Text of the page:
My son Lawrence told me about a time he was working the church nursery and one of his charges—we’ll call him Toddler A—pooped his pants. Not wanting to take the blame for stinking up the room, Toddler A cajoled and bullied another kid—we’ll call him Toddler B—into admitting that he (Toddler B) was the one who had pooped his pants. In shame and mortification, Toddler B was carried to the changing table. There he was vindicated. But the room still stank, and Toddler A still had a load of poop in his britches. Toddler A had kicked the can down the road, but he soon found himself on the changing table.
A skilled rhetorician like Toddler A is able to use language to create and enforce alternate realities in order to manipulate social dynamics or otherwise get what he wants—or what he thinks he wants. But rhetoric isn’t what creates big-R Reality. As I remarked in an earlier edition of this letter, ultimate reality always snaps back on the false realities we create for ourselves. You can call it karma if you like; I call it the coming of the Kingdom of God, where Reality is all there is.
Vladimir Putin has created hellish realities for the people of Ukraine and Russia, in large part through his skills as a liar and propagandist. Some of his lies—about the de-nazification of Ukraine, for instance, or the idea that Ukrainians would welcome Russian soldiers as liberators—are as transparent as the lies of Toddler A. But backed up by state violence and state-controlled media and a demonstrated willingness to kill, steal, torture, and destroy without remorse, Putin’s lies have so far proven more effectual than Toddler A’s.
The lie behind all of Putin’s lies is that in human relations, only power matters. The strong may do as they please, and the weak must submit. This is a pretty convincing lie; it is not hard to marshal evidence in its defense.
What does it mean to be “realistic” in a world where reality is so utterly distorted? Three weeks ago, as Russian troops and tanks amassed on the Ukrainian border, the “realistic” course of action for President Zelensky and the Ukrainians would have been to cut and run. But they didn’t. “Ya tut,” said Zelensky. “I am here.” Since the invasion began, the Ukrainians have been telling a different story than the one Putin had scripted for them.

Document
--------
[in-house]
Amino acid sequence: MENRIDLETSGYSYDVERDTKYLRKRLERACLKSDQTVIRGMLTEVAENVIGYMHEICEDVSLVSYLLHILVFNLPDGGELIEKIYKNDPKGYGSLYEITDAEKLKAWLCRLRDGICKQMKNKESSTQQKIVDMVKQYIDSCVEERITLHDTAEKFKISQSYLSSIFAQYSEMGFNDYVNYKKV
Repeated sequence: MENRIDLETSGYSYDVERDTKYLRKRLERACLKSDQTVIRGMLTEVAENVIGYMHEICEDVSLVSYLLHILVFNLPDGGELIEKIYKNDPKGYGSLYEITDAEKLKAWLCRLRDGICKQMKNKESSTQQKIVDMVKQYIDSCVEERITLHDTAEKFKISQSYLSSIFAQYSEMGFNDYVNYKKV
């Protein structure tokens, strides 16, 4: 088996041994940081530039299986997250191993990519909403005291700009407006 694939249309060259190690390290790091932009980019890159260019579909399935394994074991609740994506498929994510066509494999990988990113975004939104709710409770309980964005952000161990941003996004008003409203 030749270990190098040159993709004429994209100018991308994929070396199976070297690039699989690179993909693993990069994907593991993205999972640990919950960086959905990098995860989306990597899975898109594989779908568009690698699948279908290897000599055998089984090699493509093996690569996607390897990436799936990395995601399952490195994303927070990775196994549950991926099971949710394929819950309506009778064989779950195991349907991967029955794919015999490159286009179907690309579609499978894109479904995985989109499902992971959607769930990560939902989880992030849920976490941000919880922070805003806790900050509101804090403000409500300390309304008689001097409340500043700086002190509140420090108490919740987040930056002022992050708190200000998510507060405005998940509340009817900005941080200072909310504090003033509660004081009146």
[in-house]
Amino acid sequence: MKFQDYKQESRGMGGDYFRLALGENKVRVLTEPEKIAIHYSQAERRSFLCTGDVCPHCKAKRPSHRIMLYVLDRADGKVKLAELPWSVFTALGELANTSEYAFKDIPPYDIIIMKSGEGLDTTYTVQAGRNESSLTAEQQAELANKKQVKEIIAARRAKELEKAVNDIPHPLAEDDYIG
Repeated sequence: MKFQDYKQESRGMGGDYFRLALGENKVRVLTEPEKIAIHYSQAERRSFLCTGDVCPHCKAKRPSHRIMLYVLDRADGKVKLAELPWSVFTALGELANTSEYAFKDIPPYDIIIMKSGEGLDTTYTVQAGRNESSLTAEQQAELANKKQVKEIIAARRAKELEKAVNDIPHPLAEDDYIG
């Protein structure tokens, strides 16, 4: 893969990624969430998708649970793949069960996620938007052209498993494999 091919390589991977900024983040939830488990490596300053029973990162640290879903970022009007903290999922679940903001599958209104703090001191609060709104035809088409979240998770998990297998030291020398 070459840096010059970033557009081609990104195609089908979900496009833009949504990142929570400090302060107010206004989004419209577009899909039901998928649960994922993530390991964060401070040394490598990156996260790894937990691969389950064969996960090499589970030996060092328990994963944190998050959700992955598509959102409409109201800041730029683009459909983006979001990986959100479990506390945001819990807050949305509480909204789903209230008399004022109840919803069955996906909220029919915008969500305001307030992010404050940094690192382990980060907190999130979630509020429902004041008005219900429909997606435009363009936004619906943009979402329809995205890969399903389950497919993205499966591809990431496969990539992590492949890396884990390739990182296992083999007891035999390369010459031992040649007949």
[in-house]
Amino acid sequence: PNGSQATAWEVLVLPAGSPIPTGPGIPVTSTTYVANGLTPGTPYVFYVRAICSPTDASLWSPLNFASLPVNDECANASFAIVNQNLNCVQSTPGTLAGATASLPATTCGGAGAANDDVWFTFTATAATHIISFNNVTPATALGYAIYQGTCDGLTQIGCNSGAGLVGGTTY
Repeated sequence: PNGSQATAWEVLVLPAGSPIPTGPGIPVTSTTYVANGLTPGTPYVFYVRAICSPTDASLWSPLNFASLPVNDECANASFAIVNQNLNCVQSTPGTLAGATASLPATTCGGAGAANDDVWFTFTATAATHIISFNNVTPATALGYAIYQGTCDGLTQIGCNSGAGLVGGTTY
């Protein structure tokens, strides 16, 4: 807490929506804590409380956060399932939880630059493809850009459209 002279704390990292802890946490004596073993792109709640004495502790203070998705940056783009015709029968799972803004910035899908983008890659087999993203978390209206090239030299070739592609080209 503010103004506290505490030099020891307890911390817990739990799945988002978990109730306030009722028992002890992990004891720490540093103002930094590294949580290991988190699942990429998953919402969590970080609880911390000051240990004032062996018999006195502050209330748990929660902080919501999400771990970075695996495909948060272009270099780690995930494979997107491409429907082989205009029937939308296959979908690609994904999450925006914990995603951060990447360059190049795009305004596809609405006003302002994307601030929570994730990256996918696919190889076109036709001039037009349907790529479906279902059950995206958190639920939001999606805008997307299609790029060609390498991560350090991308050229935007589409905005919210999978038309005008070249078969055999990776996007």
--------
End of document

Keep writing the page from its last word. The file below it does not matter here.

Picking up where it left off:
In The Guardian, Yuval Noah Harari wrote,
Nations are ultimately built on stories. Each passing day adds more stories that Ukrainians will tell not only in the dark days ahead, but in the decades and generations to come. The president who refused to flee the capital, telling the US that he needs ammunition, not a ride; the soldiers from Snake Island who [defied a Russian warship in vulgar terms]; the civilians who tried to stop Russian tanks by sitting in their path. This is the stuff nations are built from. In the long run, these stories count for more than tanks….
The stories of Ukrainian bravery give resolve not only to the Ukrainians, but to the whole world. They give courage to the governments of European nations, to the US administration, and even to the oppressed citizens of Russia.
I am not suggesting that the Ukrainians will be able to hold off the Russian invaders. By the time you read this, Kyiv may have fallen. Rather, I am suggesting that the Ukrainians are telling a story that starts to bring us back into alignment with reality. There is more to being human than exerting power. Supply-and-demand, cause-and-effect, and self-interest aren’t the only laws that apply. Courage and self-sacrifice matter too. Those aren’t just sentiments. They are making a difference on the ground. By resisting, the Ukrainians have demonstrated that the Russian soldiers aren’t ten feet tall and bullet-proof. The will of Putin, as it turns out, is not an irresistible force. Putin’s enemies have noticed.
It’s hard to imagine things ending well for Zelensky. Nevertheless, he’s not the one being unrealistic here. Putin, that master of Realpolitik, is the unrealistic one. Having believed his own lies, he finds himself in a hellscape of his own devising. Putin’s lies have taken him a long way, but they have run into a truer story about what it means to be a human being, and I suspect they aren’t going to take him a lot farther. Leaders who have things under control don’t blow up maternity hospitals. No doubt he’ll conquer Ukraine. But holding Ukraine will be another matter altogether. Putin finds himself in the position of the dog who caught the car.
There’s no point in my conjecturing about the future of geopolitics. I mostly want to point out that there are stories that distort reality, and there are stories that align us with reality. The false stories can create all kinds of chaos. But a truer story can be surprisingly powerful, shaking people out of cynicism and fear disguised as realism.